In order to increase employment levels, the real, inflation-adjusted wage rate would have to fall. This, however, could result in a deepening depression, worsening consumer sentiment, and a decrease in aggregate demand. Additionally, Keynes theorized that wages and prices responded slowly (i.e. were 'sticky' or inelastic) to changes in supply and demand. One possible solution was direct government intervention.

The Role of Government

One of the primary players in the economy is the central government.

It can influence the direction of the economy through its control of the money supply—both via its ability to alter interest rates or by buying back or selling government-issued bonds. In Keynesian economics, the government takes an interventionist approach; it does not wait for market forces to improve GDP and employment. 

This results in the use of deficit spending.
As one of the components of the aggregate demand function mentioned earlier, government spending can create demand for goods and services if individuals are less willing to consume and businesses are less willing to build more factories.

Government spending can use up extra production capacity. Keynes also theorized that the overall effect of government spending would be magnified if businesses employed more people and if the employees spent money through consumption.

It is important to understand that the role of the government in the economy is not solely to dampen the effects of recessions or pull a country out of depression; it also must keep the economy from heating up too quickly.

Keynesian economics suggests that the interaction between the government and the overall economy moves in the direction opposite to that of the business cycle: more spending in a downturn and less spending in an upturn. If an economic boom creates high rates of inflation, the government could cut back its spending or increase taxes. This is referred to as fiscal policy.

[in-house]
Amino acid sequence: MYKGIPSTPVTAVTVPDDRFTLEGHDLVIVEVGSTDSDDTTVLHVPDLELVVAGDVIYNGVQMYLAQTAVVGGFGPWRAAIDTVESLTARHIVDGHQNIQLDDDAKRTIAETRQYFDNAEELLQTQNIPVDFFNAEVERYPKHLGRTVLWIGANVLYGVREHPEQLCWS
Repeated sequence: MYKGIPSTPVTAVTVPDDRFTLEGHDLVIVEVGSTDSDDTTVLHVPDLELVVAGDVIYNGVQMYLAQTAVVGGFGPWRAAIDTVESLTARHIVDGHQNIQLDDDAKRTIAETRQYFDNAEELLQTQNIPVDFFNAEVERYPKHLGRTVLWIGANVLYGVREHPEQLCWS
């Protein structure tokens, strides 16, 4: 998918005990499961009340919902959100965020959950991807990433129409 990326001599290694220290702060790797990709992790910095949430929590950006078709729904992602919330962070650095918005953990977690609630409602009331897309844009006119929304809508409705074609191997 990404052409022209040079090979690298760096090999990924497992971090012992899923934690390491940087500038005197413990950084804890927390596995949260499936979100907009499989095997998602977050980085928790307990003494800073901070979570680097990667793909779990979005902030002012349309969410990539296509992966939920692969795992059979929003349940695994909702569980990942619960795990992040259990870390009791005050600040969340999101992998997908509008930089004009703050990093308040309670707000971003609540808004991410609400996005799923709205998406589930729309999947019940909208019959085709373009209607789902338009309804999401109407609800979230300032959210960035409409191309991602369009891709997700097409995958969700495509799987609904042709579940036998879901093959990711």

Uses of Keynesian Theory

The Great Depression served as the catalyst that shot John Maynard Keynes into the spotlight, though it should be noted that he wrote his book several years after the Great Depression.

During the early years of the Depression, many key figures, including then-President Franklin D. Roosevelt, felt that the notion of the government "spending the economy toward health" seemed too simple a solution. It was by visualizing the economy in terms of the demand for goods and services that made the theory stick.

In his New Deal, Roosevelt employed workers in public projects, both providing jobs and creating demand for goods and services offered by businesses. Government spending also increased rapidly during World War II, as the government poured billions of dollars into companies manufacturing military equipment.

Criticism of Keynesian Theory

One of the more outspoken critics of Keynes and his approach was economist Milton Friedman. Friedman helped develop the monetarist school of thought (monetarism), which shifted the focus toward the role the money supply has on inflation rather than the role of aggregate demand.

Government spending can push out spending by private businesses because less money is available in the market for private borrowing, and monetarists suggested this be alleviated through monetary policy: the government can increase interest rates (making the borrowing of money more expensive) or it can sell Treasury securities (decreasing the dollar amount of funds available for lending) in order to beat inflation.

Another criticism of Keynesian theory is that it leans toward a centrally planned economy. If the government is expected to spend funds to thwart depressions, it is implied that the government knows what is best for the economy as a whole.

This eliminates the effects of market forces on decision-making. This critique was popularized by economist Friedrich Hayek in his 1944 work, "The Road to Serfdom." In the forward to a German edition of Keynes's book, it is indicated that his approach might work best in a totalitarian state.

What Are the Key Principles of Keynesian Economics?

Some of the key principles of Keynesian economics are that aggregate demand has a greater likelihood than aggregate supply of causing short-term economic events and that demand is impacted by both public and private decisions, wages and prices are sticky, so they respond slowly to changes in demand and supply, and lastly, changes in demand have the greatest effect on output and employment.

Monetarists are thought to be the opposite of Keynesian economics. While Keynes believes government intervention is key to controlling the economy, monetarists believe that changes in the money supply are key to controlling the economy.

Keynesian economics was shown not to work in all scenarios. In the 1970s, when the U.S. economy suffered stagflation, a combination of inflation and slow growth, Keynesian economics had no answer on how to tackle the problem, leading to a decline in its popularity.

The Bottom Line